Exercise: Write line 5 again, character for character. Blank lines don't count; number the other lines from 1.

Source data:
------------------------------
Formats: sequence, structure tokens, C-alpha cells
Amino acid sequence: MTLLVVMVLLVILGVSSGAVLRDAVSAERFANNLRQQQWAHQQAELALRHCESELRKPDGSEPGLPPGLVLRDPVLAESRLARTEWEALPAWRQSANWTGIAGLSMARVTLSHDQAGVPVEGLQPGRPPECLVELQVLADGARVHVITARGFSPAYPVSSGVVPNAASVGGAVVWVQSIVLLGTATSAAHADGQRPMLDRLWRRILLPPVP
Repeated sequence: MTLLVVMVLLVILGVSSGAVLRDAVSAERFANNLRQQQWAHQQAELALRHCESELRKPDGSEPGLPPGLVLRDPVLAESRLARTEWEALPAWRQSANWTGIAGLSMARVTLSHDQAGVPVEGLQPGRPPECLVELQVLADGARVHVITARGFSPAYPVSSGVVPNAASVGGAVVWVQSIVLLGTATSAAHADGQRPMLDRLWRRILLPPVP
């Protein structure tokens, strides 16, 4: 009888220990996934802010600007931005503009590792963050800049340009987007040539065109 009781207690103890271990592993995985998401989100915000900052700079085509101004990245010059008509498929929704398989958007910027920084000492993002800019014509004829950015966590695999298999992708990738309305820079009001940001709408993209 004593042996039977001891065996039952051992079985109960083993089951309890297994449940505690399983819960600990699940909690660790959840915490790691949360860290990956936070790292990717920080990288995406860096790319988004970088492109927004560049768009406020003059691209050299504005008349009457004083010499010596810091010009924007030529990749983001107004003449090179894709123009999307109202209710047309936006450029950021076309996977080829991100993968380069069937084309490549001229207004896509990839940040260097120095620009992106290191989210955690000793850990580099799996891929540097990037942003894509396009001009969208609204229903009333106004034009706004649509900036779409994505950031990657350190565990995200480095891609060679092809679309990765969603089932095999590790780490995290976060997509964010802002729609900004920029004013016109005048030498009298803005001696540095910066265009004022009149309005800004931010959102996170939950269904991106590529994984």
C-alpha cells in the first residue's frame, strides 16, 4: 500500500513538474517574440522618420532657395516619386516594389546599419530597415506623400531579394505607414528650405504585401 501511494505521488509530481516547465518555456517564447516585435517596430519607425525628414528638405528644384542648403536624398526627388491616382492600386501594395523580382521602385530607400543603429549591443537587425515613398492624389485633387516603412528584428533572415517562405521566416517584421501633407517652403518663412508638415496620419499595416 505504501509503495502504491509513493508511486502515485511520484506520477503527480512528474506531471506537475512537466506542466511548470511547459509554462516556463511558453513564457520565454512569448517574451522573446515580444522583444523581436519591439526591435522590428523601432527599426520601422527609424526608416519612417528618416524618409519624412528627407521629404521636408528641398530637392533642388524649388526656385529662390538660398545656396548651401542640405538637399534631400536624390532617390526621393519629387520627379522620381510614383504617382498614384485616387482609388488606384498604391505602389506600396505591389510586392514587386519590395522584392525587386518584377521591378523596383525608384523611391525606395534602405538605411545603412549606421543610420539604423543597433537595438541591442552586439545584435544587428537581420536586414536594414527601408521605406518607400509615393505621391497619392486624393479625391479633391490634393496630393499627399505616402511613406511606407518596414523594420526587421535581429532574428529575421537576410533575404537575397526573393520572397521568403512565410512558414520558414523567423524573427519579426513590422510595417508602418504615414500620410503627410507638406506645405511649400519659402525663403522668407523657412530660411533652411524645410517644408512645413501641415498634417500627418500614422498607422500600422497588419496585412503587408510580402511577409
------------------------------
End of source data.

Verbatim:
C-alpha cells in the first residue's frame, strides 16, 4: 500500500513538474517574440522618420532657395516619386516594389546599419530597415506623400531579394505607414528650405504585401 501511494505521488509530481516547465518555456517564447516585435517596430519607425525628414528638405528644384542648403536624398526627388491616382492600386501594395523580382521602385530607400543603429549591443537587425515613398492624389485633387516603412528584428533572415517562405521566416517584421501633407517652403518663412508638415496620419499595416 505504501509503495502504491509513493508511486502515485511520484506520477503527480512528474506531471506537475512537466506542466511548470511547459509554462516556463511558453513564457520565454512569448517574451522573446515580444522583444523581436519591439526591435522590428523601432527599426520601422527609424526608416519612417528618416524618409519624412528627407521629404521636408528641398530637392533642388524649388526656385529662390538660398545656396548651401542640405538637399534631400536624390532617390526621393519629387520627379522620381510614383504617382498614384485616387482609388488606384498604391505602389506600396505591389510586392514587386519590395522584392525587386518584377521591378523596383525608384523611391525606395534602405538605411545603412549606421543610420539604423543597433537595438541591442552586439545584435544587428537581420536586414536594414527601408521605406518607400509615393505621391497619392486624393479625391479633391490634393496630393499627399505616402511613406511606407518596414523594420526587421535581429532574428529575421537576410533575404537575397526573393520572397521568403512565410512558414520558414523567423524573427519579426513590422510595417508602418504615414500620410503627410507638406506645405511649400519659402525663403522668407523657412530660411533652411524645410517644408512645413501641415498634417500627418500614422498607422500600422497588419496585412503587408510580402511577409